Although it was roundly disdained upon its original release in 1980 as an inferior adaptation of a superior novel, Stanley Kubrick screen version of Stephen King's "The Shining" has seen its reputation grow over the years to the point where it is now not just regularly regarded as one of the greatest horror films ever made but a permanent part of the cultural firmament. Perhaps not surprisingly, considering both its popularity and the enigmatic nature of the project itself, people have been thoroughly scouring every frame of the film in the hopes of unlocking the clues that they are convinced that Kubrick hid in plain sight and discovering what it was really about. The much-discussed and absolutely fascinating documentary by Rodney Ascher gives voice to five such obsessives as they take viewers through every conceivable aspect of the film, ranging from the contents of the hotel pantry to the make of the typewriter used by Jack Nicholson to an apparent continuity error involving a chair, and claim that such elements prove that the film is really about things ranging from America's genocidal treatment of the Indians to the Holocaust to Kubrick's coded admission that he helped fake the moon landing. Some of these deconstructions are intriguing (such as the fascinating synchronicities to be discovered when one runs two prints--one from start to finish and the other in reverse--at the same time on the same screen) and some of them are pretty insane (such as all the NASA stuff, though I will concede that if any filmmaker could have pulled off such a thing, it would be Kubrick) but they are presented here in such a compelling manner that it will send most viewers scurrying to their Blu-Ray players to check them out for themselves. For fans of Kubrick and "The Shining," this is absolutely essential viewing and for everyone else, it is an eye-opening look at just how deeply a person can be affected by what others might consider to be just a mere movie. (Peter Sobczynski)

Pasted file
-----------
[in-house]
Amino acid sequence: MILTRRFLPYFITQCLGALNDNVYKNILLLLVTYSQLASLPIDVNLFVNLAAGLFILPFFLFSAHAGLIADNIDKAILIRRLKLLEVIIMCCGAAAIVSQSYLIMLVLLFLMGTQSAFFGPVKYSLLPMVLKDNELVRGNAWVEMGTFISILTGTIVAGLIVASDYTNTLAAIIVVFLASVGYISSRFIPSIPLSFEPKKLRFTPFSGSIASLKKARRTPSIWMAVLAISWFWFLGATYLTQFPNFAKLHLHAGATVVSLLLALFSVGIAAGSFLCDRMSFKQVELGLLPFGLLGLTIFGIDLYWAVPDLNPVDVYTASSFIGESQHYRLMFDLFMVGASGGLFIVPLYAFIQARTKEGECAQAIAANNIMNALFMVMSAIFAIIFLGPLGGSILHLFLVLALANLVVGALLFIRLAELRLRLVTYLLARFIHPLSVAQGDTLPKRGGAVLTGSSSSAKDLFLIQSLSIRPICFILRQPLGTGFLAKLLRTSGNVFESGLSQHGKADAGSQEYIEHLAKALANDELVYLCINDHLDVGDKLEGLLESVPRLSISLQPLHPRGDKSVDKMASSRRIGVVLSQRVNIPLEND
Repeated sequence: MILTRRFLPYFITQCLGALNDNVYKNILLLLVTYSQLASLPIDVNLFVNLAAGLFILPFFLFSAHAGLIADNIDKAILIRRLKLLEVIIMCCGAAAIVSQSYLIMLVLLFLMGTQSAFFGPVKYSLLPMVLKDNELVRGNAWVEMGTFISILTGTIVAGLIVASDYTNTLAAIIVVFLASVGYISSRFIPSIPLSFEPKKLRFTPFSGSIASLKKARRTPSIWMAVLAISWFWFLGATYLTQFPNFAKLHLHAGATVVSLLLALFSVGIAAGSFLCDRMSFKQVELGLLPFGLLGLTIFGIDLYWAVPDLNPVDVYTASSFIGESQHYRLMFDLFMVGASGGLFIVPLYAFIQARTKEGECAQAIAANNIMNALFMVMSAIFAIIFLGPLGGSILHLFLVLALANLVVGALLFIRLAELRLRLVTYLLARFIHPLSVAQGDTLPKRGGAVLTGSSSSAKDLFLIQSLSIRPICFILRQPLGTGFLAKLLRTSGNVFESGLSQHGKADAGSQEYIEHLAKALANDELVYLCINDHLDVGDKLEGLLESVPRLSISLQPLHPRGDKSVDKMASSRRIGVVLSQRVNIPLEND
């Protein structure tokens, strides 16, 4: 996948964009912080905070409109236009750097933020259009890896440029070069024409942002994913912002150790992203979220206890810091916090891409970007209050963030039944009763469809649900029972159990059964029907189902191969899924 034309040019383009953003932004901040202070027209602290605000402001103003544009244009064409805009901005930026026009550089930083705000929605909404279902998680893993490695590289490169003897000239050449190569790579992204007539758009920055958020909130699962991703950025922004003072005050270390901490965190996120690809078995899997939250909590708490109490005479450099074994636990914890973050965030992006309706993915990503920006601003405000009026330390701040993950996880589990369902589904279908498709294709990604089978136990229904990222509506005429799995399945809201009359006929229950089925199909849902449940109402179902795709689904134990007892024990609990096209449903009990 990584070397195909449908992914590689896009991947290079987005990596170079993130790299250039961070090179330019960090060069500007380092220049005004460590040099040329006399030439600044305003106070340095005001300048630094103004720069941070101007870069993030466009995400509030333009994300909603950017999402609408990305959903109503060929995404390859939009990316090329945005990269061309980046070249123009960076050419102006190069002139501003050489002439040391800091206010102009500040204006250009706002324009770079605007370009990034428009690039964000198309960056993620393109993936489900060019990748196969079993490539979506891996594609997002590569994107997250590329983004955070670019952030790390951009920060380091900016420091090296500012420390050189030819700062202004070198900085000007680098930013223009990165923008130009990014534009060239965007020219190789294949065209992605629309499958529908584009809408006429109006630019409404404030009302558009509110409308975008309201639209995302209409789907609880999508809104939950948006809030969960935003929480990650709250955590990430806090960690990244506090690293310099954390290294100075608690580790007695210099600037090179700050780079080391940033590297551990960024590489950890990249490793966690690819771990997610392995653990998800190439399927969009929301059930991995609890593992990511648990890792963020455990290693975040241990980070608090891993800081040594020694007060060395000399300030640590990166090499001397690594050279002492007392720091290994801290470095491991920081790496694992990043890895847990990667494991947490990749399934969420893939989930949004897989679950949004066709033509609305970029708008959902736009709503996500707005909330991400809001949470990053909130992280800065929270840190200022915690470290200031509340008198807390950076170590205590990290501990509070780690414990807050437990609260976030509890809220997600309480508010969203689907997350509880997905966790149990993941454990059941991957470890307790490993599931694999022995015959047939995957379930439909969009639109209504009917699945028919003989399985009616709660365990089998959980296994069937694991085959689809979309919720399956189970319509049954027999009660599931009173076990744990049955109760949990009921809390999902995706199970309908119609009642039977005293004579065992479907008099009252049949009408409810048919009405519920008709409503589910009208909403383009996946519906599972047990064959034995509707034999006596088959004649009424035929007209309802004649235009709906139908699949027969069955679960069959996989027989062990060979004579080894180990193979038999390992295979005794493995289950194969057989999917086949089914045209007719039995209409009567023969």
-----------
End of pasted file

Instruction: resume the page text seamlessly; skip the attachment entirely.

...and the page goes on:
Although most of the conspiracies and deconstructions of Stanley Kubrick's 1980 screen adaptation of "The Shining" depicted in the fascinating documentary "Room 237" are pretty much top-to-bottom nonsense, the most intriguing of the bunch, at least from a formal perspective, is the assertion that if one projects two prints of the film on the same screen at the same time--one running from beginning to end and the other going from the ending back--it will reveal any number of secrets than Kubrick allegedly wove into his cinematic fabric. Of course, that is easier said than done but Fantastic Fest will be providing just that as a follow-up to those curious by the notion. The end results are interesting, I suppose, and some of the match-ups are kind of trippy but to suggest that Kubrick intended to do them is obviously quite absurd. In essence, this is sort of the art-house equivalent of synching up "The Wizard of Oz" with "Dark Side of the Moon"--fans of the film will have fun watching it but its revelations should not be taken too seriously by anyone. (Peter Sobczynski)